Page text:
This article appears in Pets 2018 magazine.

When a dog is young almost all of its behaviors are adorable. As a pet ages, what was considered cute can become less so.

“Dogs jumping up on people, especially when they enter someone’s home, is a fairly common problem,” said Bonnie Beaver, professor in the Department of Small Animal Clinical Sciences at Texas A&M University’s College of Veterinary Medicine.

A dog leaping on guests, pawing at their clothes and possibly knocking them off their feet is not the dog’s fault, but the owner’s for not training the pet properly.

“Dogs want to be as close to a person’s face as possible. It goes back to puppyhood and even farther back into their ancestors — wolves,” Beaver said.

Wolf puppies lick their mother’s mouth to encourage her to regurgitate food.

“It triggers a response. Fast-forward and a dog is semi-trapped as a juvenile wolf. The young wolf behavior has been retained and occasionally expressed by the dog now. The behavior is meant to trigger a response from the higher-ranking individual,” which is not its mother but a human, Beaver said.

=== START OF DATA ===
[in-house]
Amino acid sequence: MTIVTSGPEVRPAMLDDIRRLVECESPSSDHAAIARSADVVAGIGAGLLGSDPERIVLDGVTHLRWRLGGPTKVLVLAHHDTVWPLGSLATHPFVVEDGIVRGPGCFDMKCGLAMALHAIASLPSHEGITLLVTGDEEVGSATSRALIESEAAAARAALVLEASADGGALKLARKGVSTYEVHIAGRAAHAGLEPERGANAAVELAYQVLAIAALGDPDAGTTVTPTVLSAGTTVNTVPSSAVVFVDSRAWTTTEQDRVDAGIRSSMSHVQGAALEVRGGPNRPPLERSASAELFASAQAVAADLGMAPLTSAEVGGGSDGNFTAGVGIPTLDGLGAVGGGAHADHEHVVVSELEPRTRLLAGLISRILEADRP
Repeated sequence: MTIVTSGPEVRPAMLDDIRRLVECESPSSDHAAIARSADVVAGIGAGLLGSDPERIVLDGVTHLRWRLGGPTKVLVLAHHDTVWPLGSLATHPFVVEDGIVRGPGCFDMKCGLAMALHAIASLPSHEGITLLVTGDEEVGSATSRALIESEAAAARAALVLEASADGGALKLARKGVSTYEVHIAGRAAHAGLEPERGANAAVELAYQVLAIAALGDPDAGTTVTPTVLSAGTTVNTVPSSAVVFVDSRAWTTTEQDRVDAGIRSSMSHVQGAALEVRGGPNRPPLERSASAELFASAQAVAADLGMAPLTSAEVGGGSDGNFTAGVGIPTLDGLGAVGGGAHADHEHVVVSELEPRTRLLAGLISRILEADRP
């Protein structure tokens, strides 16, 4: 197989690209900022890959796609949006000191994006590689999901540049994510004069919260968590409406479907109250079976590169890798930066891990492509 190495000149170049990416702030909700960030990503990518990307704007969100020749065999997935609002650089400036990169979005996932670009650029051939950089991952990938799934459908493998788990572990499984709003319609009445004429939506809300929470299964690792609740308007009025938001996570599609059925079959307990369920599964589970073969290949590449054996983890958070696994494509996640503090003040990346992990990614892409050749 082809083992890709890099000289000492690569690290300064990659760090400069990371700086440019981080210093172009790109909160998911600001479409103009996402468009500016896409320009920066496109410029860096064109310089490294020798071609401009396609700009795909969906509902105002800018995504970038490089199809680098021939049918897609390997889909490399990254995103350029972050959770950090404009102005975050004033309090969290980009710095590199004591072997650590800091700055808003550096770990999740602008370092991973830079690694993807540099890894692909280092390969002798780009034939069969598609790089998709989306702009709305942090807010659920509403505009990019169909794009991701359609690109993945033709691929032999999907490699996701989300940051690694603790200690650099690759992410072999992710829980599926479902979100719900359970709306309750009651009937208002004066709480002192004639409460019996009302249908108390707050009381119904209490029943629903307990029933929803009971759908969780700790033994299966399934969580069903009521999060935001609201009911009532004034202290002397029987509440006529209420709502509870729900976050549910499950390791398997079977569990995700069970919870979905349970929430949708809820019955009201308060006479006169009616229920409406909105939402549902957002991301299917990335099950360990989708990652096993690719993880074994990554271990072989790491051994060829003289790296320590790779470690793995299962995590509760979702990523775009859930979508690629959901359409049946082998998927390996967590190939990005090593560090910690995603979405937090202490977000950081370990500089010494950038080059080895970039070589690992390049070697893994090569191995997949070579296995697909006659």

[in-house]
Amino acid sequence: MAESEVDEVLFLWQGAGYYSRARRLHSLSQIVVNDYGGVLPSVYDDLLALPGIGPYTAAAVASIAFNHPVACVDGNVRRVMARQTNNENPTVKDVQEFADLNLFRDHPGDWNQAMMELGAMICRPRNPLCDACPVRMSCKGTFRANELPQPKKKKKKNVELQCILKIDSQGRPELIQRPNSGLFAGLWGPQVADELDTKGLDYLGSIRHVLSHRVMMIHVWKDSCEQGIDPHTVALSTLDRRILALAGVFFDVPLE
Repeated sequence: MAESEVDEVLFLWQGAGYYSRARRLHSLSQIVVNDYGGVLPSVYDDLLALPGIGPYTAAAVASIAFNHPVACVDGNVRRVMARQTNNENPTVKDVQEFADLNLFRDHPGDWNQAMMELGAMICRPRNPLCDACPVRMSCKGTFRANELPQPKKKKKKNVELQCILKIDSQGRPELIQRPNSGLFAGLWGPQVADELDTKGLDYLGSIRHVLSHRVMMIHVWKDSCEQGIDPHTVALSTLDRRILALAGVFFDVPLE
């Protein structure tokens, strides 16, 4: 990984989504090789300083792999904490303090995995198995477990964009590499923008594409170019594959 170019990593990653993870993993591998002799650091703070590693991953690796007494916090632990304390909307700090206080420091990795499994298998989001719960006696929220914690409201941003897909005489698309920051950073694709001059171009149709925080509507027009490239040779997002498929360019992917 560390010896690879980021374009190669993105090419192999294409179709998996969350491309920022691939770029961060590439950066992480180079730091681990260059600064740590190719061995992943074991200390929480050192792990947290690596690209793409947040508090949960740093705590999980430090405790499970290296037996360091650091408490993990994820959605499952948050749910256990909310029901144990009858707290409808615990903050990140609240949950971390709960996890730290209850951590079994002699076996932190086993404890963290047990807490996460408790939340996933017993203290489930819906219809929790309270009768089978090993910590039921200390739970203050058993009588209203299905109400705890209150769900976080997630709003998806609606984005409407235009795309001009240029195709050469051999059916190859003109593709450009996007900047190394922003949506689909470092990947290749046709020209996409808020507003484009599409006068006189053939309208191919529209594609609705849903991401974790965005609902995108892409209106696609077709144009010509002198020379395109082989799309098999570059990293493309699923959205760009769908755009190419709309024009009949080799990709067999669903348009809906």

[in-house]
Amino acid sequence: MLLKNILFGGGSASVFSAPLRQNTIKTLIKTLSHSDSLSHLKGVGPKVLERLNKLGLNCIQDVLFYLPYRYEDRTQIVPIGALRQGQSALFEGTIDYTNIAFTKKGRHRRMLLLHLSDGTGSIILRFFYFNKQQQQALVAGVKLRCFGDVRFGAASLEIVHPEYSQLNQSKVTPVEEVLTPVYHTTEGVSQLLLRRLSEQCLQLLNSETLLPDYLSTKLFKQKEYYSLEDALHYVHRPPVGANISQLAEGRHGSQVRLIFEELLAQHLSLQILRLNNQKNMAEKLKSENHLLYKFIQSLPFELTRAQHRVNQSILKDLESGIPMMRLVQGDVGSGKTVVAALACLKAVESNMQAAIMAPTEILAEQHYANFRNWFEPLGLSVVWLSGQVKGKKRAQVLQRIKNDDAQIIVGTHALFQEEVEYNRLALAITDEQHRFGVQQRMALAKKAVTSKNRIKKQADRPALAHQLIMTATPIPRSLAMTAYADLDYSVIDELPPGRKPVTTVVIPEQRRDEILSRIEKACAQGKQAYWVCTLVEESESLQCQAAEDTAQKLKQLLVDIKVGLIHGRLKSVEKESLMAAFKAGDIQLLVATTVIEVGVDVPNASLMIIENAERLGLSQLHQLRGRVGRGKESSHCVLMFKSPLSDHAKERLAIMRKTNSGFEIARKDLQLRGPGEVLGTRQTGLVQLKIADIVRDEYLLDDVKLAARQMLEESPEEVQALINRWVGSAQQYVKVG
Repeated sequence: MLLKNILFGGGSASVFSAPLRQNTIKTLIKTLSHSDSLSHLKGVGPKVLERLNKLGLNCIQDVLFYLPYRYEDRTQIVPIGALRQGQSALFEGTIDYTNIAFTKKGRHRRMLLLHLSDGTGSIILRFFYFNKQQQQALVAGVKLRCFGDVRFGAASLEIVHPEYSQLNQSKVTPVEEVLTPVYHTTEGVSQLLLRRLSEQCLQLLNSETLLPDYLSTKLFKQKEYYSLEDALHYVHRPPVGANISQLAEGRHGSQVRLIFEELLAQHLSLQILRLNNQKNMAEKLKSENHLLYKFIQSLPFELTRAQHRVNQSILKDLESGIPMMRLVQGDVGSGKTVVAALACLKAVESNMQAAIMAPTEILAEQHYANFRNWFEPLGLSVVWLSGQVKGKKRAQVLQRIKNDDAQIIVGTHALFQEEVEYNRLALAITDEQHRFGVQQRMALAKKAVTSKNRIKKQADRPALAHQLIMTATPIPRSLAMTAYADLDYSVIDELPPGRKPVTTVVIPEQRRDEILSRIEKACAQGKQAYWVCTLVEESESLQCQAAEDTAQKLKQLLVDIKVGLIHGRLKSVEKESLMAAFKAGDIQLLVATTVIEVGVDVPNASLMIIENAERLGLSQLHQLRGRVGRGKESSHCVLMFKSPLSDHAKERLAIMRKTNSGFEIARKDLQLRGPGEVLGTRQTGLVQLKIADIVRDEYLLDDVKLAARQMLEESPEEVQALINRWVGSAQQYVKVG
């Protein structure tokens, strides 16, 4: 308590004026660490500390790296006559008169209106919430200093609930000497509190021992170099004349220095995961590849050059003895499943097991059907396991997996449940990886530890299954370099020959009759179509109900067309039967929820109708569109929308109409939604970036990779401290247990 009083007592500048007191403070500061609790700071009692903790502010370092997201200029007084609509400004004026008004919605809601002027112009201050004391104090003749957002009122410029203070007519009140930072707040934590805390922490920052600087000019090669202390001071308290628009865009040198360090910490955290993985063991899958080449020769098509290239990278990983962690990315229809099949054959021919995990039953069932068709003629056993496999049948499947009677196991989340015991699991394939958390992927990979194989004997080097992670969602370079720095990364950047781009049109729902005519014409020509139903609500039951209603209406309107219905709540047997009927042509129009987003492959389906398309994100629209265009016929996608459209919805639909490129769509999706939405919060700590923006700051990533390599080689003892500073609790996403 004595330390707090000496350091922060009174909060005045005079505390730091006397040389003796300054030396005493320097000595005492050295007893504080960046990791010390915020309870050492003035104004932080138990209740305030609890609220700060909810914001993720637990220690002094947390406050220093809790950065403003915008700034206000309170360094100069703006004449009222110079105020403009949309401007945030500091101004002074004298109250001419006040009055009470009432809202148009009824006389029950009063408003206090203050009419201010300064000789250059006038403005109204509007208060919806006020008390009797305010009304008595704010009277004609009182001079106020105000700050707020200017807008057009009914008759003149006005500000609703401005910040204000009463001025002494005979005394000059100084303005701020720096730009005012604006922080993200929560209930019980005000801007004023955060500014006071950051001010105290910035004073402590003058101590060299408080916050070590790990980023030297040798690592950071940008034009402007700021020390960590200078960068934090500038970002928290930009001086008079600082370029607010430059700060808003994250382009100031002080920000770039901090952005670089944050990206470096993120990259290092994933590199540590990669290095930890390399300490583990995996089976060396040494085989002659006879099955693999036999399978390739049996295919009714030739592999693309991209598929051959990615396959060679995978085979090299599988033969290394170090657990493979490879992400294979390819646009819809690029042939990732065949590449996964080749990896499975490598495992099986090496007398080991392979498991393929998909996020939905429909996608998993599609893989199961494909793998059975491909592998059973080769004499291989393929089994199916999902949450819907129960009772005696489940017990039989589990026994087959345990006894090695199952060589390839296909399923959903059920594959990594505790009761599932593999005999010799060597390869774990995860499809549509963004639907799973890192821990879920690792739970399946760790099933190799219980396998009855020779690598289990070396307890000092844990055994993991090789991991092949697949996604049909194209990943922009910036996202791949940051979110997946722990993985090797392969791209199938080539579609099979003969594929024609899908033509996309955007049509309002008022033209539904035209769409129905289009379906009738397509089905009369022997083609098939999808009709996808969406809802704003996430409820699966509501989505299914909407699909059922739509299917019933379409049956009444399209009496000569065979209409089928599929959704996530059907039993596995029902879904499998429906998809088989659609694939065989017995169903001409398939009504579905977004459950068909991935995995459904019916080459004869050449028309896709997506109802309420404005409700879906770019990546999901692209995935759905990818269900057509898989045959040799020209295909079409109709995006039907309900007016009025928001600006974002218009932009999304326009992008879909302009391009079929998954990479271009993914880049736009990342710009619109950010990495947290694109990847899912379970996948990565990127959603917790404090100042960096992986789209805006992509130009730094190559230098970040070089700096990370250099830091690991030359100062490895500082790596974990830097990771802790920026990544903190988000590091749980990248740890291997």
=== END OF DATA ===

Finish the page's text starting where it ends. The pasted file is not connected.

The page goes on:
It’s easier for a dog to get close to a person’s face by jumping, but is it an unhealthy behavior?

“Not unless the dog has hip problems. If they don’t there’s nothing adverse about jumping. It’s just a behavior that people don’t want,” Beaver said.

It’s also not that difficult to stop the behavior, Beaver said. People often inadvertantly send dogs the wrong message.

“What’s the first thing a person does when a dog jumps? You give it attention,” Beaver said. You push it away. You talk to it and say “stop.”

“Anything like that is rewarding to the dog. That’s what they want — attention — from the higher-ranking animal — you,” Beaver said.

What you should do if a dog jumps up on you is turn around, Beaver said. Stand facing the wall for a short time, at least 30 seconds.

“I can’t say how long because every dog is different. Turn around immediately,” Beaver said.

Then, when you face the dog again, immediately give it a command, she said. Ask it to do something like “sit.” When it complies, give it a reward, Beaver said.

“Do not reward bad behavior. Petting, looking, talking and touching are all rewards,” Beaver said.

If you have a problem with jumping, be sure to tell your guests and ask them to help manage the dog’s behavior by following simple directions, Beaver said.

“If you know your dog is going to jump on a guest, put a leash on it so you can give the ‘sit’ or ‘down’ command. Don’t give it a chance to jump,” she said.

Once a dog relaxes, you can release it from the leash, Beaver said.

Training a dog not to jump starts when it’s a puppy, Beaver said.

“It’s easier to teach commands when the dog is young than to try and break a bad habit,” she said.